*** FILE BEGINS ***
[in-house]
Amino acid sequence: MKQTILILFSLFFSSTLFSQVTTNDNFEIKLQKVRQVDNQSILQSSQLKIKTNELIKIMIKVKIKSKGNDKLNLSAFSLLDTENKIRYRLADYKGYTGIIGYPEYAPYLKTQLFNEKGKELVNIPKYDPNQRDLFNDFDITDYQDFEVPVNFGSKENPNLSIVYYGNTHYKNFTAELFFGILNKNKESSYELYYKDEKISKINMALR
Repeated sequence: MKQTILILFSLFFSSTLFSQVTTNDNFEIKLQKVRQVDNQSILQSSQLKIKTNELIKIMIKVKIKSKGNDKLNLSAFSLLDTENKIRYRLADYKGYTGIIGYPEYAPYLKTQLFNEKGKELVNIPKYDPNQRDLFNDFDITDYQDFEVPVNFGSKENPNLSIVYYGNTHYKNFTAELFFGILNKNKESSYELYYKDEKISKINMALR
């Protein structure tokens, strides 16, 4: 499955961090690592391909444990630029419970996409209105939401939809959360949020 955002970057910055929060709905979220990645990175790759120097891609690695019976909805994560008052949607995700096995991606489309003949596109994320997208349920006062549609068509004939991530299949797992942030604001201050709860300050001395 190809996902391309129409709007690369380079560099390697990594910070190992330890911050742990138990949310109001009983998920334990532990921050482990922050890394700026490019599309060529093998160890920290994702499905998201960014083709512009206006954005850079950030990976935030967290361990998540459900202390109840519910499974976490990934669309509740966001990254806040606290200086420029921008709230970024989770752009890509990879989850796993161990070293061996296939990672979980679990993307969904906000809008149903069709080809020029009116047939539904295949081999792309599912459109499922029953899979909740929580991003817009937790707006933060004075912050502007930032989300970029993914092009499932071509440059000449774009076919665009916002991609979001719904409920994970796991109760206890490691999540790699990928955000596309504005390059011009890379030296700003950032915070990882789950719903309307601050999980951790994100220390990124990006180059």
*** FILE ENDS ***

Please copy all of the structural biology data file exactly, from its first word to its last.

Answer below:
[in-house]
Amino acid sequence: MKQTILILFSLFFSSTLFSQVTTNDNFEIKLQKVRQVDNQSILQSSQLKIKTNELIKIMIKVKIKSKGNDKLNLSAFSLLDTENKIRYRLADYKGYTGIIGYPEYAPYLKTQLFNEKGKELVNIPKYDPNQRDLFNDFDITDYQDFEVPVNFGSKENPNLSIVYYGNTHYKNFTAELFFGILNKNKESSYELYYKDEKISKINMALR
Repeated sequence: MKQTILILFSLFFSSTLFSQVTTNDNFEIKLQKVRQVDNQSILQSSQLKIKTNELIKIMIKVKIKSKGNDKLNLSAFSLLDTENKIRYRLADYKGYTGIIGYPEYAPYLKTQLFNEKGKELVNIPKYDPNQRDLFNDFDITDYQDFEVPVNFGSKENPNLSIVYYGNTHYKNFTAELFFGILNKNKESSYELYYKDEKISKINMALR
């Protein structure tokens, strides 16, 4: 499955961090690592391909444990630029419970996409209105939401939809959360949020 955002970057910055929060709905979220990645990175790759120097891609690695019976909805994560008052949607995700096995991606489309003949596109994320997208349920006062549609068509004939991530299949797992942030604001201050709860300050001395 190809996902391309129409709007690369380079560099390697990594910070190992330890911050742990138990949310109001009983998920334990532990921050482990922050890394700026490019599309060529093998160890920290994702499905998201960014083709512009206006954005850079950030990976935030967290361990998540459900202390109840519910499974976490990934669309509740966001990254806040606290200086420029921008709230970024989770752009890509990879989850796993161990070293061996296939990672979980679990993307969904906000809008149903069709080809020029009116047939539904295949081999792309599912459109499922029953899979909740929580991003817009937790707006933060004075912050502007930032989300970029993914092009499932071509440059000449774009076919665009916002991609979001719904409920994970796991109760206890490691999540790699990928955000596309504005390059011009890379030296700003950032915070990882789950719903309307601050999980951790994100220390990124990006180059």